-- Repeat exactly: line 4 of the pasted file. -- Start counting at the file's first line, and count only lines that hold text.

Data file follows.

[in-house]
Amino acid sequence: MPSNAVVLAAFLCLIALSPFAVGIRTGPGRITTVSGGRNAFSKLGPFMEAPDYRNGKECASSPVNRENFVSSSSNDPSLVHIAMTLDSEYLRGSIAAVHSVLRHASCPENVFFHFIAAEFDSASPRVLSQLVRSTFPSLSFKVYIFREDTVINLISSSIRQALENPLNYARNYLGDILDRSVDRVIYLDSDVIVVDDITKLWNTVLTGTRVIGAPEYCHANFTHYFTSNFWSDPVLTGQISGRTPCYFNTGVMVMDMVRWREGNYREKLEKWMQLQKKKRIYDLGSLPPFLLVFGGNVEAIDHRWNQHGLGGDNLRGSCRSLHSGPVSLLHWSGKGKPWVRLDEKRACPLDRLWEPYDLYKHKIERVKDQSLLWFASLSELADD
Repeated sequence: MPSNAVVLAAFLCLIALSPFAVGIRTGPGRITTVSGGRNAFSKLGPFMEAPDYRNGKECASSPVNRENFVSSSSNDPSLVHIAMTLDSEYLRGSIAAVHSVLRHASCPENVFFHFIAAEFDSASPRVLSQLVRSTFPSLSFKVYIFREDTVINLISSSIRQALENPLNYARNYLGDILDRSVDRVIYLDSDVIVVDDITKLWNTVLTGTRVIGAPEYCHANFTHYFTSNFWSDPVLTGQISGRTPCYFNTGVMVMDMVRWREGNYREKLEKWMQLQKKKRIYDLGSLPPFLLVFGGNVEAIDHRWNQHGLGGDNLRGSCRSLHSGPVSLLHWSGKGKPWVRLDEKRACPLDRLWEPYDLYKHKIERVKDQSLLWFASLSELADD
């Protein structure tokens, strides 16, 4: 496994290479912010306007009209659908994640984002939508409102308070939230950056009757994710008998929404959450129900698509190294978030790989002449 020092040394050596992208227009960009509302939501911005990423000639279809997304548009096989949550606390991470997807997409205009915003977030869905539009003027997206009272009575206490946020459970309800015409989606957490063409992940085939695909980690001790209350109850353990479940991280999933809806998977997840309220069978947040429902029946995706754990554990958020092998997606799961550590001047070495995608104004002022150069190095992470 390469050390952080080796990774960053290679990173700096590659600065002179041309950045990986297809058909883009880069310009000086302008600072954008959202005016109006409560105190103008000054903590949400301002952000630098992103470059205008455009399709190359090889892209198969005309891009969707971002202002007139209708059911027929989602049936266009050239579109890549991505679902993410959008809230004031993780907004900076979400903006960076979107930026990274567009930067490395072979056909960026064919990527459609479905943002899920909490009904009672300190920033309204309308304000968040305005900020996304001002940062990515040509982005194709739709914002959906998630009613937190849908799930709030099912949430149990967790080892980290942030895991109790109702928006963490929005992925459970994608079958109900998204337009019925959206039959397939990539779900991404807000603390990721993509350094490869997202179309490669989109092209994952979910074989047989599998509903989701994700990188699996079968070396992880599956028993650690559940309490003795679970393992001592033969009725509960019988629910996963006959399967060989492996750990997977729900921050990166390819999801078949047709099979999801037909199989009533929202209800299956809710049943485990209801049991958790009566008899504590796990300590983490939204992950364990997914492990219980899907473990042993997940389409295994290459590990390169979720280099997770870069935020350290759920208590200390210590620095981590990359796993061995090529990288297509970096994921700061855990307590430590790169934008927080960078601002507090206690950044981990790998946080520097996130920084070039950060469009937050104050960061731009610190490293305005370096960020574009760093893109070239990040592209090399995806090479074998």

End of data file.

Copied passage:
């Protein structure tokens, strides 16, 4: 496994290479912010306007009209659908994640984002939508409102308070939230950056009757994710008998929404959450129900698509190294978030790989002449 020092040394050596992208227009960009509302939501911005990423000639279809997304548009096989949550606390991470997807997409205009915003977030869905539009003027997206009272009575206490946020459970309800015409989606957490063409992940085939695909980690001790209350109850353990479940991280999933809806998977997840309220069978947040429902029946995706754990554990958020092998997606799961550590001047070495995608104004002022150069190095992470 390469050390952080080796990774960053290679990173700096590659600065002179041309950045990986297809058909883009880069310009000086302008600072954008959202005016109006409560105190103008000054903590949400301002952000630098992103470059205008455009399709190359090889892209198969005309891009969707971002202002007139209708059911027929989602049936266009050239579109890549991505679902993410959008809230004031993780907004900076979400903006960076979107930026990274567009930067490395072979056909960026064919990527459609479905943002899920909490009904009672300190920033309204309308304000968040305005900020996304001002940062990515040509982005194709739709914002959906998630009613937190849908799930709030099912949430149990967790080892980290942030895991109790109702928006963490929005992925459970994608079958109900998204337009019925959206039959397939990539779900991404807000603390990721993509350094490869997202179309490669989109092209994952979910074989047989599998509903989701994700990188699996079968070396992880599956028993650690559940309490003795679970393992001592033969009725509960019988629910996963006959399967060989492996750990997977729900921050990166390819999801078949047709099979999801037909199989009533929202209800299956809710049943485990209801049991958790009566008899504590796990300590983490939204992950364990997914492990219980899907473990042993997940389409295994290459590990390169979720280099997770870069935020350290759920208590200390210590620095981590990359796993061995090529990288297509970096994921700061855990307590430590790169934008927080960078601002507090206690950044981990790998946080520097996130920084070039950060469009937050104050960061731009610190490293305005370096960020574009760093893109070239990040592209090399995806090479074998």